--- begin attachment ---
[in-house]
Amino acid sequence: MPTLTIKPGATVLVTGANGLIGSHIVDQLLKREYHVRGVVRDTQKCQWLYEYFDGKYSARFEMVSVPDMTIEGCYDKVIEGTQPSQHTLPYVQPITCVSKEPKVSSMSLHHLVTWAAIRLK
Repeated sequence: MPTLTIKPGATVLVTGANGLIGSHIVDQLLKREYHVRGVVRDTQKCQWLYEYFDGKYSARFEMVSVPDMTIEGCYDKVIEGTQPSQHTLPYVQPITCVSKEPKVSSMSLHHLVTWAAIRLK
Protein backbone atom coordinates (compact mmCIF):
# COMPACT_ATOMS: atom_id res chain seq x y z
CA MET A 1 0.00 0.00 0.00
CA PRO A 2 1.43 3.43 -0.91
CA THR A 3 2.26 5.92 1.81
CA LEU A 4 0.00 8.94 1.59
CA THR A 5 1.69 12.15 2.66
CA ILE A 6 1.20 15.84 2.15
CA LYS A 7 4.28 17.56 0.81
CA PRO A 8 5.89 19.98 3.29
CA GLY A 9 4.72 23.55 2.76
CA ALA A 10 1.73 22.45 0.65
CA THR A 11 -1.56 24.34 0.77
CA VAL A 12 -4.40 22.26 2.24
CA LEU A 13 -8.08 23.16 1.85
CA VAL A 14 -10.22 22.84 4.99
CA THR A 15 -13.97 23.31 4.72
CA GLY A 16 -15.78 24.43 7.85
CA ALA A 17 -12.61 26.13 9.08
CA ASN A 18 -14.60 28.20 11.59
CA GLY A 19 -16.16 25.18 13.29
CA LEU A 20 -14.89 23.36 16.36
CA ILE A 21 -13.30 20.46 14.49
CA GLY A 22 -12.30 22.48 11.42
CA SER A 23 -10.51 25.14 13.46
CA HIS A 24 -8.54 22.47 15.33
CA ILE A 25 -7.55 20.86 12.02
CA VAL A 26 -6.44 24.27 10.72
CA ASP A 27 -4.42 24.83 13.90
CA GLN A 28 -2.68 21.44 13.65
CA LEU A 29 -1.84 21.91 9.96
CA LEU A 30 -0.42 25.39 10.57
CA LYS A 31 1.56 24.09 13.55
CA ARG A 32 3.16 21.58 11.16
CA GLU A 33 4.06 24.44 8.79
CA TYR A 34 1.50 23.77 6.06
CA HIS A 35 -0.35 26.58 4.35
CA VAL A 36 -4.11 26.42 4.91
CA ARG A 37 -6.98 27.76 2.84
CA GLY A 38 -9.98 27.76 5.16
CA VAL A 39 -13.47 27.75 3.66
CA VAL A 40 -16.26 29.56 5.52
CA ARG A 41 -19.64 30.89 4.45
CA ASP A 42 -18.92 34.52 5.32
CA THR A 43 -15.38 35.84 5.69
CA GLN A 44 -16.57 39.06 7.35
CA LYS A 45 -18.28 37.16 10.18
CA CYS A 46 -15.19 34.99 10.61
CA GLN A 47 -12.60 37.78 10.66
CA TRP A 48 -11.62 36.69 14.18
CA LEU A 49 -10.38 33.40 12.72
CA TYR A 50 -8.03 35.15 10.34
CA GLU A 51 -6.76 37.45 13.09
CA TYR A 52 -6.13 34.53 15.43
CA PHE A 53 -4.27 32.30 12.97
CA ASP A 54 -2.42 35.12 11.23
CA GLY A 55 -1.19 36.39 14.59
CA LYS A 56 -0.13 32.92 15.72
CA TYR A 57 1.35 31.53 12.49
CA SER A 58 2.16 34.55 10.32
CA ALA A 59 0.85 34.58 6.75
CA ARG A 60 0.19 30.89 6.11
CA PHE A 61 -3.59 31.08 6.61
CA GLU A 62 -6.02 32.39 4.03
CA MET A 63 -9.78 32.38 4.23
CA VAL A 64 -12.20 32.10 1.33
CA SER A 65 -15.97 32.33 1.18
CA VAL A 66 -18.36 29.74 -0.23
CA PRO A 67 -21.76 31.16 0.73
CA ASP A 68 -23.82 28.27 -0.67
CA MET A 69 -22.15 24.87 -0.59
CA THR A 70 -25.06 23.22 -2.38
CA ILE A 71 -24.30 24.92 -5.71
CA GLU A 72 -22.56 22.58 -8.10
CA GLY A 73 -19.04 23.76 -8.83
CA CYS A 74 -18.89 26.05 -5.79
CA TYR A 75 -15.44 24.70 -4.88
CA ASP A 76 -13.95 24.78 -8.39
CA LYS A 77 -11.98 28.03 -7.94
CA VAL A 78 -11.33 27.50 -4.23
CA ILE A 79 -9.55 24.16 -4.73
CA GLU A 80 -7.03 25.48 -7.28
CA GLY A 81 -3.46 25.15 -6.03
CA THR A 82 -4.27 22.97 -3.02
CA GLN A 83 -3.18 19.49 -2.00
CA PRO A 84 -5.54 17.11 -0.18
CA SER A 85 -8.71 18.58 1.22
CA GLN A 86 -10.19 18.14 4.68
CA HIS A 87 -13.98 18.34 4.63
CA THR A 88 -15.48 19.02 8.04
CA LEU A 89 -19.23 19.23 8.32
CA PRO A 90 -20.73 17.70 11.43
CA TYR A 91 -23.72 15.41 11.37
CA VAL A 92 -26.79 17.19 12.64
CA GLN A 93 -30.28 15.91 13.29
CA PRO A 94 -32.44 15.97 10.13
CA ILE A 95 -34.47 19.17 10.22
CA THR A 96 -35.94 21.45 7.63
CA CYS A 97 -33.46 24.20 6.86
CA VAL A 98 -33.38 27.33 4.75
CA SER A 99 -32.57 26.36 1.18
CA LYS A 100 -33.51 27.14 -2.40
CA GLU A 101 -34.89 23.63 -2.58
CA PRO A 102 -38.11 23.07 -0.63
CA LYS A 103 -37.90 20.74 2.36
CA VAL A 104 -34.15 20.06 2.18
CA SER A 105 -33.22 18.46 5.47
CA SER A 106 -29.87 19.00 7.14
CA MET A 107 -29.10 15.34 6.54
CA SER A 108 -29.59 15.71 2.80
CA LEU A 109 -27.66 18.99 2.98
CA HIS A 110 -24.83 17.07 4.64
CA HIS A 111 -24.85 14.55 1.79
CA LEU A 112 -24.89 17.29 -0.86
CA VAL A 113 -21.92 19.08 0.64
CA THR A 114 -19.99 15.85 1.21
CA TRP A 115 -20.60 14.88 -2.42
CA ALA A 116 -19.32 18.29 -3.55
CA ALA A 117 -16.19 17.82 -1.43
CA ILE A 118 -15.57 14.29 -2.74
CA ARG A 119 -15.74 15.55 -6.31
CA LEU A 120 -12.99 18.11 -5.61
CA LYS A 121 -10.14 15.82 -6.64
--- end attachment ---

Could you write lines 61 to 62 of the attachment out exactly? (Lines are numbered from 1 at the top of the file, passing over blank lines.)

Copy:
CA LYS A 56 -0.13 32.92 15.72
CA TYR A 57 1.35 31.53 12.49